“I hear the door swing open, I take off my headphones, and all of a sudden I hear, ‘This is why I love San Francisco!’ ‘OMG, this makes me so happy!’ It never gets old, and it sends shivers up my spine.”

Who actually hears things like this about their office (home or regular)? It’s par for the course when you work at The Secret Alley, which Thrillist once described (accurately) as ” a private artist workshop-cum-performance space-cum-office park-cum-clubhouse o’ fun built inside of a second-floor walk-up in the Mission.”

We’re ever so glad to take a break from pandemic stories to listen to how this special place came to be. In today’s podcast episode, we learn about how The Secret Alley made a space in a nondescript building into such a unique community hotspot.

Secret Alley cofounder Noel Von Joo shared his tale on stage at Muni Diaries Live in 2019. Listen to his story here:

It might be a while before we can return to this wonderful space, where our friends at BFF.fm and Roll Over Easy also broadcast their shows. But we are going back to our roots, collecting and publishing stories for the ol’ internets about the people and places that make our city what it is today. If you have a story to share, please email us at muni.diaries.sf@gmail.com. And it would absolutely make our entire day if you review us on Apple Podcasts and shared this podcast with your friends.

Muni Diaries is turning 12!

Today is Muni Diaries’ 12th birthday! It seems like only yesterday it was born as a scrappy little blog. Today, it’s almost a teenager and has certainly developed that snarky veneer we all so appreciate in tweens. Watch out, world!

Even in these times of sheltering-in-place and newly reduced Muni service, your stories remind us that, just like on the bus, we’re all in it together.

By the numbers, we’ve held 23 live shows, tweeted more than 27K times about your hilarious commute, and counted more than 4,000 of you who told us your commute stories.

These are a few of our favorite tales over the years:

We couldn’t have done this without you, the story-submitters, the Muni riders, the San Franciscans who, for no other reason than to share experiences, contributes to this collective storybook. To the next 12—we really, truly, can’t wait to be riding Muni again once this is all over.

As always, we are here for your tales which you can submit by finding us as @munidiaries on Facebook, Twitter, Instagram, or email us at muni.dairies.sf@gmail.com.

Photo of Alexandria Love at one of our many Muni Haiku Battles, taken by Right Angle Images.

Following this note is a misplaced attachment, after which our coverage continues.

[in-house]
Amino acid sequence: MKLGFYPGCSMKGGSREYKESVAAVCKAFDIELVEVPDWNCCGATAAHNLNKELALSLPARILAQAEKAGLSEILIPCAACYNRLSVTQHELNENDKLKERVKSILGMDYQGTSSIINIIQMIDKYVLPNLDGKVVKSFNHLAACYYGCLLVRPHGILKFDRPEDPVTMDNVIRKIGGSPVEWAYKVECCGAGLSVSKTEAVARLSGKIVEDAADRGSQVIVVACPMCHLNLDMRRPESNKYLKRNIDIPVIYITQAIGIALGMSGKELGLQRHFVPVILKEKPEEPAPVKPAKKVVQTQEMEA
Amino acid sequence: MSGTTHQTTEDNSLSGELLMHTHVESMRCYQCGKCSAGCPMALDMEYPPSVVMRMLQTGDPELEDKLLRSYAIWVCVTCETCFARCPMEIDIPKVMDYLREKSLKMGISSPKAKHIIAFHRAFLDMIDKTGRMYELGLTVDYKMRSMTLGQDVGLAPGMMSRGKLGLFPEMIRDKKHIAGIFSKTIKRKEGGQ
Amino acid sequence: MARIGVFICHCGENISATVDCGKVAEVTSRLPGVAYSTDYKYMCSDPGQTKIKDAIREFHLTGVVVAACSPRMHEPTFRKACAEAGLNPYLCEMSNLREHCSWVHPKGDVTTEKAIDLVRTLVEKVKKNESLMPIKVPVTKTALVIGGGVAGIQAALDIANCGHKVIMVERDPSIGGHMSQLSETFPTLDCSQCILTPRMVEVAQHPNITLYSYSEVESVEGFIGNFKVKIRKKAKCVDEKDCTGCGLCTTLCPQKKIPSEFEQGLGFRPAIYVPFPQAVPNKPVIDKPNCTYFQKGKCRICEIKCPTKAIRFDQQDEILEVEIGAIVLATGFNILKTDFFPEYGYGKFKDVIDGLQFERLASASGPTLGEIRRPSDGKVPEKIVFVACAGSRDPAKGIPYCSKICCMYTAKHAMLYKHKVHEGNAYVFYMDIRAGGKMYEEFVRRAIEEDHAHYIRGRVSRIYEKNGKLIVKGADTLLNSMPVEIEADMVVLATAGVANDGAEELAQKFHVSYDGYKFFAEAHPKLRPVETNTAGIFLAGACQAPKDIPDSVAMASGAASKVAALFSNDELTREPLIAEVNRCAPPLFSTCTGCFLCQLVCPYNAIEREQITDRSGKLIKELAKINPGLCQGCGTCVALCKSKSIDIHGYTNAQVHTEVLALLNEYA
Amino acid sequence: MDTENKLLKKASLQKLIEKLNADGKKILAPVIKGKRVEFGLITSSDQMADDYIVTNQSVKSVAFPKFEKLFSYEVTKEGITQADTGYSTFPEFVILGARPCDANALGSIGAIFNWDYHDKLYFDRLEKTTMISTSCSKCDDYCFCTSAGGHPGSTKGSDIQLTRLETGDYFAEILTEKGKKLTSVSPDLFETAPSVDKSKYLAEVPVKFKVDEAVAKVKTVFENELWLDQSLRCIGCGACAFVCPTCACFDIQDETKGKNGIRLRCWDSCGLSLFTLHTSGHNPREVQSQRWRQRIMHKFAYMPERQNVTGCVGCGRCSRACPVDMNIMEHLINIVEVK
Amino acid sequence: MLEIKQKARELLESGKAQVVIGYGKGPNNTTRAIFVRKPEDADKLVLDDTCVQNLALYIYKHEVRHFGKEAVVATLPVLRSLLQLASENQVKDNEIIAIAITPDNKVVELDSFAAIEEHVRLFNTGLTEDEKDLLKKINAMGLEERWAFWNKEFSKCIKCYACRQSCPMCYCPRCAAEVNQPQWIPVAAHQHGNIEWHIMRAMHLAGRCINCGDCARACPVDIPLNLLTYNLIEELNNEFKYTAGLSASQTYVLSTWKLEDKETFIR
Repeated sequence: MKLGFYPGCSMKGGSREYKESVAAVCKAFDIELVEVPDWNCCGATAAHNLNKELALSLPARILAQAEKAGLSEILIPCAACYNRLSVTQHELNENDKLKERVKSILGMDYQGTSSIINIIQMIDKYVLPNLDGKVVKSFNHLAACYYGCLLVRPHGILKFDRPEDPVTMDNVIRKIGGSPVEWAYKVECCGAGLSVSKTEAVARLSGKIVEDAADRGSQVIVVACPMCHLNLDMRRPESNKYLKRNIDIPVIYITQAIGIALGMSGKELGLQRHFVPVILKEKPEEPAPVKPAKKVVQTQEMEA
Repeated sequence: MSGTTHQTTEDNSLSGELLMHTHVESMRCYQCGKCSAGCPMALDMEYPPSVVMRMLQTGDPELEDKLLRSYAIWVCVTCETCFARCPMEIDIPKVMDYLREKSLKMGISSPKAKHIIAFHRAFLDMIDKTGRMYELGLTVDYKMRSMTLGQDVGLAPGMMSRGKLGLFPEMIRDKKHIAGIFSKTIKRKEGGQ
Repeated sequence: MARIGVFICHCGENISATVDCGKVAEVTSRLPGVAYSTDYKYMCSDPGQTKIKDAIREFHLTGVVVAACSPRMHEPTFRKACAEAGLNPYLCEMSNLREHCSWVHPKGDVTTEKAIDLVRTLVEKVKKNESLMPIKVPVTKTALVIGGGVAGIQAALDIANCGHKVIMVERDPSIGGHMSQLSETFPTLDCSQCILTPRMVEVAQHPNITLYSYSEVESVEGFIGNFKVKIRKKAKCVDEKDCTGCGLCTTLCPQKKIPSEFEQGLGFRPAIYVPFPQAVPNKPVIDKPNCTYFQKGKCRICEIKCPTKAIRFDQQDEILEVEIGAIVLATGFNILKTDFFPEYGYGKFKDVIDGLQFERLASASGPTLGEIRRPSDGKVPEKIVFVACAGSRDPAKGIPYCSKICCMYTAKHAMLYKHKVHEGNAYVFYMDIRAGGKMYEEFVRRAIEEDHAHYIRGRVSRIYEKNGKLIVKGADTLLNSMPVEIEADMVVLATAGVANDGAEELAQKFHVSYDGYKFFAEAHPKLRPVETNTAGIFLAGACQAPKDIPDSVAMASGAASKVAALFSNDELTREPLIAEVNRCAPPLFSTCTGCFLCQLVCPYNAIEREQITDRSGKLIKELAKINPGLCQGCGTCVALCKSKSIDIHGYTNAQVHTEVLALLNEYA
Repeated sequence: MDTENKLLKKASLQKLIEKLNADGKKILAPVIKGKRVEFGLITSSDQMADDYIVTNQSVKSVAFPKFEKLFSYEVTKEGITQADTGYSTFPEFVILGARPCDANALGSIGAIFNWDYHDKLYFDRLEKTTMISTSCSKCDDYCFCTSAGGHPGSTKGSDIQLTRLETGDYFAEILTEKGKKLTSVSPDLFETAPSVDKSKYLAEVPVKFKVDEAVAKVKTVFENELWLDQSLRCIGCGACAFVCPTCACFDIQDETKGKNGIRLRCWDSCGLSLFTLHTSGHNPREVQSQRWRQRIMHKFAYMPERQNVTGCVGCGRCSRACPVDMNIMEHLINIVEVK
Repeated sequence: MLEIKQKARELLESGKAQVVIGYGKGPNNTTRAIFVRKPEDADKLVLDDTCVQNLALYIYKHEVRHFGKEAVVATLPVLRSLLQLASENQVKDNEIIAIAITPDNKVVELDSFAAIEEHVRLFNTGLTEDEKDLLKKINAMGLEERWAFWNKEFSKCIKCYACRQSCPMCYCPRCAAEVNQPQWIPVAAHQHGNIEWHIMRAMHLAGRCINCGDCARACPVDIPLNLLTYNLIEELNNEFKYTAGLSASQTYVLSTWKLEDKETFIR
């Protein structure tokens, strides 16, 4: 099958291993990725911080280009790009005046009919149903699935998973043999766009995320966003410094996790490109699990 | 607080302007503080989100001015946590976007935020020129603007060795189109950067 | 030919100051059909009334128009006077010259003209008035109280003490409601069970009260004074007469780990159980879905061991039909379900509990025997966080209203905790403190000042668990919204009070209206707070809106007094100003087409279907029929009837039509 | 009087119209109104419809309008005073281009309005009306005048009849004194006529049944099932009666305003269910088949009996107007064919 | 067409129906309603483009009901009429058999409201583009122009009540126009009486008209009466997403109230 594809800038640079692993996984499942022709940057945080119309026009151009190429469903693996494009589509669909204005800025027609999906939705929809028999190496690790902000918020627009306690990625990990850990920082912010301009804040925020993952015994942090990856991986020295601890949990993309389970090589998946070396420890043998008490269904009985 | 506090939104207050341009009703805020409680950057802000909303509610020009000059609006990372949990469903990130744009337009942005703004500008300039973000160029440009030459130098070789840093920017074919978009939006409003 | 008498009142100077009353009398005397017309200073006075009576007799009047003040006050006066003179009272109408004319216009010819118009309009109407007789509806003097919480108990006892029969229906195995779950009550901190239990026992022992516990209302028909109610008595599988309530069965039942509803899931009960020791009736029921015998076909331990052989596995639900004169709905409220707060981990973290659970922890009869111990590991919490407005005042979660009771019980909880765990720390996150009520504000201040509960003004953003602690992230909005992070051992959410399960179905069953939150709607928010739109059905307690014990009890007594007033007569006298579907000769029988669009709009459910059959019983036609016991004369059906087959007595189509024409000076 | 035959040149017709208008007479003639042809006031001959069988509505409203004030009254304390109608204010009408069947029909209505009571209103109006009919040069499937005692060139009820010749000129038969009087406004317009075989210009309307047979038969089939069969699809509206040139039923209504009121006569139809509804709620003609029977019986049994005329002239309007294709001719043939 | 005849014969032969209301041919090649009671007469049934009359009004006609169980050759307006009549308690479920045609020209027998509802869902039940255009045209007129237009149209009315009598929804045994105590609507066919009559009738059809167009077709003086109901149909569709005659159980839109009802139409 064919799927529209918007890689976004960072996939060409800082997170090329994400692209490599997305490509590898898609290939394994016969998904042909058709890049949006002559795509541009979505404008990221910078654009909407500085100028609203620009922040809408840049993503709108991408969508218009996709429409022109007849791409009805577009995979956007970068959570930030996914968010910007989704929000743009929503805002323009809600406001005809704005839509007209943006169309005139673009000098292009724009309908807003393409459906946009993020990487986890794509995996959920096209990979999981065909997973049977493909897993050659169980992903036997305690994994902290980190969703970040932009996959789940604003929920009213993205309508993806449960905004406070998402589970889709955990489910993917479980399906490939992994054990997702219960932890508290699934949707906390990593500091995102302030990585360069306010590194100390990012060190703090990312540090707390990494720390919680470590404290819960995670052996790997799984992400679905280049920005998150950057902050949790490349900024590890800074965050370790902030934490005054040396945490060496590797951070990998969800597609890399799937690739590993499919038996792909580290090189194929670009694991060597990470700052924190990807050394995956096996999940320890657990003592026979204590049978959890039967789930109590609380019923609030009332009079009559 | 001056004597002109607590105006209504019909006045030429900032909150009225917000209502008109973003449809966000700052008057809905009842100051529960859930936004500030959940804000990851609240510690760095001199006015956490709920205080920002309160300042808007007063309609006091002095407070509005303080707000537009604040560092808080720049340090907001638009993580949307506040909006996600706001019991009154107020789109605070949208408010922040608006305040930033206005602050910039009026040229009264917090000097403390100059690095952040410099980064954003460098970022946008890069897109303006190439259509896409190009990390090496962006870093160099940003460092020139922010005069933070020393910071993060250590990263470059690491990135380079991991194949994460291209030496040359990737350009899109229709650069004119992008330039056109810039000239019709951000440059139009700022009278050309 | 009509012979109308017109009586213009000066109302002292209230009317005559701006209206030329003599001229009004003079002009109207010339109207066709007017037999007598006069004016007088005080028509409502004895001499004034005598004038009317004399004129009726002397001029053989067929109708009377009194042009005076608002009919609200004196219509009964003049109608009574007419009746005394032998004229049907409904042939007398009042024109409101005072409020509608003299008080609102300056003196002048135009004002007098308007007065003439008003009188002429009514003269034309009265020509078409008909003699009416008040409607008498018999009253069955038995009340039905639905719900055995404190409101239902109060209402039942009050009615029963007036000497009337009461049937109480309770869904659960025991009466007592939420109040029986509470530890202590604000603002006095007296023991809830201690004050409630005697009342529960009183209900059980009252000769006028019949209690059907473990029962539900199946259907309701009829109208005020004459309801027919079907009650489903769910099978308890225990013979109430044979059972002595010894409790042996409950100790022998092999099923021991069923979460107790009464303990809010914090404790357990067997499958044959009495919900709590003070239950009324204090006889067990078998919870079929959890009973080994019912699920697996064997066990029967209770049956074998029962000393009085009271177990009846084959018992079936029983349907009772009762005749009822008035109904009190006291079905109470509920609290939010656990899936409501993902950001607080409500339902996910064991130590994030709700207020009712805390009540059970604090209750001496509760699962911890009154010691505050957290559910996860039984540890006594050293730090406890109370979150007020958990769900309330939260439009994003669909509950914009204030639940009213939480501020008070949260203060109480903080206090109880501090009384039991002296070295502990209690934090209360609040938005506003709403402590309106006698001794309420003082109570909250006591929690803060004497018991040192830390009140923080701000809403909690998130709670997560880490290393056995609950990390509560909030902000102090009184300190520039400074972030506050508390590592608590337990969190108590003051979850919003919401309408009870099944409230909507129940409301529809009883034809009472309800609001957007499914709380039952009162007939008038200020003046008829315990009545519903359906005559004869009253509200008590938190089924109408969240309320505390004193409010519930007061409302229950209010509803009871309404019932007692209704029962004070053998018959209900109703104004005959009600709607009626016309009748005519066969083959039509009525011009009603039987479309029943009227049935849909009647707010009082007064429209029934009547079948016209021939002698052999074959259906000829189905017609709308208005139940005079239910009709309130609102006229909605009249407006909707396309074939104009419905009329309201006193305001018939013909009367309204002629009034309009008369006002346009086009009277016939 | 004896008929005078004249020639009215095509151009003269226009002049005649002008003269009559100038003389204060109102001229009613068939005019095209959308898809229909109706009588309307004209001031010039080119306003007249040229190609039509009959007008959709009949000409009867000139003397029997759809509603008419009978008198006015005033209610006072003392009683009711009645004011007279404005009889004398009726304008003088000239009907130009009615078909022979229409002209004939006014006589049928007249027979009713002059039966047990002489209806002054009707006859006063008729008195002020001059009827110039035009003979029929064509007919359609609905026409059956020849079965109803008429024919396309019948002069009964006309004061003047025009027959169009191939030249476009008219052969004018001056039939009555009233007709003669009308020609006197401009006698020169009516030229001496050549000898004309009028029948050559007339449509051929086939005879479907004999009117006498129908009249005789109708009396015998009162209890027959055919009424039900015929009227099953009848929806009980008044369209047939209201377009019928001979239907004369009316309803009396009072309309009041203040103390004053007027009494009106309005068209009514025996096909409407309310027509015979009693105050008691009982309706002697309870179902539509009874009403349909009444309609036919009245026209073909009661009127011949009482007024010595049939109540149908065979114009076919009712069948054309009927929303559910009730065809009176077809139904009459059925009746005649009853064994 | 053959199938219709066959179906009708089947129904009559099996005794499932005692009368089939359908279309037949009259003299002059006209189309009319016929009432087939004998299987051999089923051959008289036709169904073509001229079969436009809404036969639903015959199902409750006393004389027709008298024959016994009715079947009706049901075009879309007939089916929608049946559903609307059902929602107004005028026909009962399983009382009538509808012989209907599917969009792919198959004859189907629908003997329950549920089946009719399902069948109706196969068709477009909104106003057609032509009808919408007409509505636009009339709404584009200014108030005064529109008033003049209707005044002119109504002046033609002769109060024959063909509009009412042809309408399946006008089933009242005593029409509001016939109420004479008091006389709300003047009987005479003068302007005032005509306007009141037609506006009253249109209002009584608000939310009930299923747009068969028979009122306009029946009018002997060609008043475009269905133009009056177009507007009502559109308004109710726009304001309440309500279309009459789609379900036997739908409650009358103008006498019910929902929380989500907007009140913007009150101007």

To eat or not to eat the burrito on Muni?

I’ve gotten happy hour at Phone Booth -> El Farolito -> hopping the 14-Mission or 49-Van Ness/Mission right outside down to a science. I am still working on tamping down the wild-animal desire to tipsily horse into a burrito around innocent people during the ride home.

I’m not the only one who gets comfortable on the bus with tummy fuel: there was a full-on food fight on the J-Church a while back, an errant drumstick, and a forward-thinking passenger using time wisely to prep dinner on the bus. But I suppose it is rude to subject riders to my food smells and napkin-less abandon.

I showed admirable (ADMIRABLE) restraint this time around, but have definitely been guilty of destroying these bad boys on a BART platform (and then in the train) between 24th/Mission and Civic Center. That’s not a long ride, folks, and it was not that late.

What say ye, folks: Throw proper etiquette to the wind (you’ll take our bus burritos from our cold dead hands!) or keep it together until you get home?

Of ‘ladyspreading’ and leggings on BART with Annette Mullaney

Storyteller Annette Mullaney is a standup comic based in San Francisco. The San Francisco Chronicle named her one of six “comics to catch” in the Bay Area. She describes her comedy as self-deprecating, feminist, existentialist, smart, vulgar, and full of big words to prove she’s been to grad school (fair, I’d do it, too). In this episode, she shares an emotional rollercoaster of a BART story that took a long time to see the light of day. But we’re so glad she worked up the courage to share.

This recording is from Muni Diaries Live in November 2019, when Annette regaled the crowd with this tale. We promise you’ll never think of feminism, laundry day, or leggings the same way. Here’s Annette:

Photo by Amanda Roosa